June 2 marked five years since I held him. I’ve written that down in so many ways—
the fact that I held him.
It always goes back to that act, that hour, that contact. It’s all I had. It’s everything. And the rest of us have traveled around the sun five times since then.
Five feels like a landmark, both in the age of the imaginary boy and the time on this earth without the real one. “A whole hand,” I once put it when I turned that age. H. holds up three fingers. “Almost four,” she says. V., our golden baby, can hold up one. When I held him, I didn’t know anything yet of these sisters. He was the sun and the moon and I had to give him back.
Maybe one time of year shouldn’t be any harder than all the others, but at some point it is. Most of the people I interact with day to day are not surviving any of their children, and accommodating the most common denominator among us gets heavy—as it must for what they are surviving that the rest of us aren’t right now. This year, too, after all this time writing with a vulnerable pen, I was trolled. I was told I did not deserve my grief. I was told in a much worse way. Five years ago, when I learned “grief is not linear,” I had not accounted for this. But here it was, a new hurdle. (The timing, under the governance of a man who validates hateful expression at every turn, is not lost on me.) Here, too, was a community, the amazing Pregnancy After Loss Support, being true to their name in standing up for my grief so that I could continue to help others on a journey that is hard enough on a good day. I’m not giving up, fearful as it is to inhabit a margin these days.
So, I prepared. I talked to a professional. I thought about what we could do as a family to honor. We have traditions at this point—the heart sparkler Ryan and I light once it’s dark—but each year brings something new. We’ve lived in three different places now over these five subsequent Junes, the first of which we lived through in California—the place that made each of us before we became a family, the place we long for.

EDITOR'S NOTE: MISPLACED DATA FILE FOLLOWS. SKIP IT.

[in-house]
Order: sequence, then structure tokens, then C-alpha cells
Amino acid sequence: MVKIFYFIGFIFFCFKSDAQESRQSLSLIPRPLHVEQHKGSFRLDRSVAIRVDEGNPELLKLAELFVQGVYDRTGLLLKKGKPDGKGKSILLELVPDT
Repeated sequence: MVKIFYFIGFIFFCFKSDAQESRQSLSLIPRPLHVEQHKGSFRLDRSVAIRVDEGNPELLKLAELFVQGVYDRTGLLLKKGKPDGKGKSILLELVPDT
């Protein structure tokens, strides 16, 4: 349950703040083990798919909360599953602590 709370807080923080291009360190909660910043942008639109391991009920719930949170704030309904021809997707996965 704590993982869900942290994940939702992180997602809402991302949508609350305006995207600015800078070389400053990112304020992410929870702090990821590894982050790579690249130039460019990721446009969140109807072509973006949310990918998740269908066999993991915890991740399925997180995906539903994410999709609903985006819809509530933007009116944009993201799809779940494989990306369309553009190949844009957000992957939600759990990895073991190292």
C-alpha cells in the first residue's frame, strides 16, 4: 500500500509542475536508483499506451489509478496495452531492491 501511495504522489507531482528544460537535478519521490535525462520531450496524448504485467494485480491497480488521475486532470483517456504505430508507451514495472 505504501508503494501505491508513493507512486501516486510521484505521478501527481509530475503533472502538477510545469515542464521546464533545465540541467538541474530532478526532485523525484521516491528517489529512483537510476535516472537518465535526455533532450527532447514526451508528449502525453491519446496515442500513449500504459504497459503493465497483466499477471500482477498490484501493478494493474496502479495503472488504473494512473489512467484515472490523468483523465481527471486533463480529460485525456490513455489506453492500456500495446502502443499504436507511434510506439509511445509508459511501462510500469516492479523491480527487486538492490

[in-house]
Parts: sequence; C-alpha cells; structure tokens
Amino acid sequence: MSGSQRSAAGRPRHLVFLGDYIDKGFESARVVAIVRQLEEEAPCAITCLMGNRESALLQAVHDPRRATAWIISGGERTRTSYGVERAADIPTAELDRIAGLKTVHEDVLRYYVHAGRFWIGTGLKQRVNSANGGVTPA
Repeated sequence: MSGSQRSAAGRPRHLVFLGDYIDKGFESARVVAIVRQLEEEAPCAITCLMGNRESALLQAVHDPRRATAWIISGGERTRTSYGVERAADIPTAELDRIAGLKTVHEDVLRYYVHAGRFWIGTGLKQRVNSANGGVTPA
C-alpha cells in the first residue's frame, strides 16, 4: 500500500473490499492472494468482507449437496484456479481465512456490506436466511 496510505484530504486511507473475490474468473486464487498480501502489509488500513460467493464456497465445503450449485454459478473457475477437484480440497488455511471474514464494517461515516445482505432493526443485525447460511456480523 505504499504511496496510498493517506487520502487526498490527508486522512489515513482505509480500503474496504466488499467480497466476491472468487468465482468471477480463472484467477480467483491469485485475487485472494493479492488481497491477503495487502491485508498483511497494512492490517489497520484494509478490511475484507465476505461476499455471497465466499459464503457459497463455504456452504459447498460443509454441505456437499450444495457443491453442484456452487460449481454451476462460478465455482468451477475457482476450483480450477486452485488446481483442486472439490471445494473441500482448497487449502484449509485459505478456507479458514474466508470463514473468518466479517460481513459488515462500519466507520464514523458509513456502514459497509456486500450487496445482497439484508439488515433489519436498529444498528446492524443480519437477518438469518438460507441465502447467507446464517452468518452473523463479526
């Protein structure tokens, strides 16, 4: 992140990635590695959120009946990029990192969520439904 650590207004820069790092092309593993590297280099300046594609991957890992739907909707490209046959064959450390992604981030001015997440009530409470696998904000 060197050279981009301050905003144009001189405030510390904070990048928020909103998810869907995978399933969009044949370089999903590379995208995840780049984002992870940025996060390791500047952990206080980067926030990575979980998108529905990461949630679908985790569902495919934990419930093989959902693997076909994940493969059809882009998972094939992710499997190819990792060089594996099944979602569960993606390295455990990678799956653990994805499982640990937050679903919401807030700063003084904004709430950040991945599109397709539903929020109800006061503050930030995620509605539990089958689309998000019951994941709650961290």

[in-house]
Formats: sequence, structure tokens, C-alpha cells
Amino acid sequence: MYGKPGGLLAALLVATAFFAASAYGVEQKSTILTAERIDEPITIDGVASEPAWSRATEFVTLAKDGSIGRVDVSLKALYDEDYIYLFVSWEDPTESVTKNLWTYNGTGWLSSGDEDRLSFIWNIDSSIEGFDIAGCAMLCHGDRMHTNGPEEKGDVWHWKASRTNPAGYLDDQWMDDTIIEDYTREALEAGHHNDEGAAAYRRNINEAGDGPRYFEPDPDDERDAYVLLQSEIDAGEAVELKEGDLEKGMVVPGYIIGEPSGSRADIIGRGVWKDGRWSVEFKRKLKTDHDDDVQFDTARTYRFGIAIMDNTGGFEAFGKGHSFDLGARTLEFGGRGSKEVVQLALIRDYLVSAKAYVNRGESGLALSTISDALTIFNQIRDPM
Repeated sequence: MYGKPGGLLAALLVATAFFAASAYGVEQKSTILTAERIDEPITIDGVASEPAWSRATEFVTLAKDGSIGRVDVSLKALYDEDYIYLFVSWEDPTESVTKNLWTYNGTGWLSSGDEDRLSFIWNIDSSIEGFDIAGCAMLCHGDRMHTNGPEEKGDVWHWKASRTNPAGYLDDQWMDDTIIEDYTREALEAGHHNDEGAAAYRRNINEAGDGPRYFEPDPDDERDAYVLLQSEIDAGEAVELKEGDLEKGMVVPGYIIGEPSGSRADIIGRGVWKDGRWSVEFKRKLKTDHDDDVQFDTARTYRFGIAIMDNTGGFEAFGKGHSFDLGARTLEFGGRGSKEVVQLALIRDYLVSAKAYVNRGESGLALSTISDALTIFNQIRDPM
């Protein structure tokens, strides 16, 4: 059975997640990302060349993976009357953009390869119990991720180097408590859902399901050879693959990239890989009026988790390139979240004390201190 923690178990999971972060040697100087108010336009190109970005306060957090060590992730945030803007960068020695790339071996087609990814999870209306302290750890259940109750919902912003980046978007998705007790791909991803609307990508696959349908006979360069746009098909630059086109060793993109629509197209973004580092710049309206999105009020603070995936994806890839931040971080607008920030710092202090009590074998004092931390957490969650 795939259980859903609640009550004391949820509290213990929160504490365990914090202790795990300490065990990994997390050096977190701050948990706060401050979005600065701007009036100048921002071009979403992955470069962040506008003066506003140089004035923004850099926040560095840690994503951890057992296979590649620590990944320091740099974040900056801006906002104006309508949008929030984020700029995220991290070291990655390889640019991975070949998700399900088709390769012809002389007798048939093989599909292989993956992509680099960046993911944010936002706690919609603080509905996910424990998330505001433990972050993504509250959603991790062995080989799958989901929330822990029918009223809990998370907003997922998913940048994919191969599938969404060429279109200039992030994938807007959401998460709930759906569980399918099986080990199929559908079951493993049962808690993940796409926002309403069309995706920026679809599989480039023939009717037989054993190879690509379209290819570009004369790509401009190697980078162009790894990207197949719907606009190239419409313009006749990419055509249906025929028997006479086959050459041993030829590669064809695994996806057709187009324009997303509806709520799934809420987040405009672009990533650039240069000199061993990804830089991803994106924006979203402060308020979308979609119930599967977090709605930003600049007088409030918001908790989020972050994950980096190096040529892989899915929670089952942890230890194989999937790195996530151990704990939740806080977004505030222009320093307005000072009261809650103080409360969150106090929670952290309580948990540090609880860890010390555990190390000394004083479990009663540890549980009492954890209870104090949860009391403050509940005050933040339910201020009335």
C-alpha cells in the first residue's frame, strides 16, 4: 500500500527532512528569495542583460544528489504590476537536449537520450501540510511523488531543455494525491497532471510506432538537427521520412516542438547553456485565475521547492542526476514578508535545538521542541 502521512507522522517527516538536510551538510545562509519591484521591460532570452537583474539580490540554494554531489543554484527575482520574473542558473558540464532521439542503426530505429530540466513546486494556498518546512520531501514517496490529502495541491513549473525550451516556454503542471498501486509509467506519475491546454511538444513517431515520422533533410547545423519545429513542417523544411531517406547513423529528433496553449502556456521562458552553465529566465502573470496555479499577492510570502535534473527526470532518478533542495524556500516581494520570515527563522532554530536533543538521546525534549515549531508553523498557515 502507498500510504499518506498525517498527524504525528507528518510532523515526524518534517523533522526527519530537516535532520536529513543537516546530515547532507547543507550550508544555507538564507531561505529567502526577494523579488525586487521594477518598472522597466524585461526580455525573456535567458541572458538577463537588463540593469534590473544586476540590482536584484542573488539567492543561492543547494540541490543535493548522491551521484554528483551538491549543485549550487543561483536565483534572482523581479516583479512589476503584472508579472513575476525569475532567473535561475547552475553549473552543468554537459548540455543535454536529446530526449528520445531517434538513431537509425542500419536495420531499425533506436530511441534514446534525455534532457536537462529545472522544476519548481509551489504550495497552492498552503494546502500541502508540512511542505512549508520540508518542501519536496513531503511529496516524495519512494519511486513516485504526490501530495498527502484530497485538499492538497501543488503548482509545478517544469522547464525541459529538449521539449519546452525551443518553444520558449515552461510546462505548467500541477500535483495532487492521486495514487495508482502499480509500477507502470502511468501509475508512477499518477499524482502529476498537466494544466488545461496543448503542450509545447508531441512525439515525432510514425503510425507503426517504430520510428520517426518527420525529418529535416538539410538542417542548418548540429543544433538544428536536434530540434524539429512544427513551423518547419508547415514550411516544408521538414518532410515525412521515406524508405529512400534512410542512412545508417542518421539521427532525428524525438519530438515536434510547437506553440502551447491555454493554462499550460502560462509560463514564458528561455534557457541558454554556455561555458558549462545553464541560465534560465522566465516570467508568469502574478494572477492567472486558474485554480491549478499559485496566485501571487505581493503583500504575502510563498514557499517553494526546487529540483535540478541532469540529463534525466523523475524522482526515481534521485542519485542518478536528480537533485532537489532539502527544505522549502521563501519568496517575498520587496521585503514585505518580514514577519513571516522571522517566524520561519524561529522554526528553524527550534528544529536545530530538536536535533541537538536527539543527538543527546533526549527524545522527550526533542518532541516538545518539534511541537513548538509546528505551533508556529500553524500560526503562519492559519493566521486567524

As a result, I don’t tie too much to place. I tether instead to how I feel in the morning when the reality arrives once again, the weather that day, what the girls might want to do. They don’t yet understand the reality of their brother. They know about hearts. They’ve heard his name. I’ve tried a couple of times to tell H. a version of the story a three-year-old might understand. But I haven’t forced. Knowing well the weight of identity, I’m letting their own identities bloom first while respecting how other loss moms deal with this impossible task of raising their non-living children alongside living siblings. Just as we might do as active parents, we all do it a little differently. I like that as Lorenzo’s sisters understand more, this second day of June will continue to evolve.
This year, all on her own, H. was inspired to write “birthday letters” in blue pen. (Who am I to say what she does and doesn’t know about her brother.) On this day, this June 2, the sun was out early. As we sat on the deck she kept bringing the birthday letters to me one by one. Little, square, blue notes. Ryan could be home this year, too, which always makes the day softer. We went to a nearby lake and stood as the tiny waves lapped a strip of sandy shore. Later, we planted seeds in a new pot.
Five years on, most of my day is in service of the living. I clutch these girls with every grateful fiber. But there is a boy who lives in my heart. The spirit is our “animating principle,” and when his name is mentioned, when I see him somehow in the world, a certain part of me animates. As it does when I witness my daughters love one another with such a genuine truth. As it does in the warm dark night, when my husband stands there with me in the sparkling glow, his arm around mine, which were once, 1,825 days prior, around our only boy.
As I said, it always goes back to that.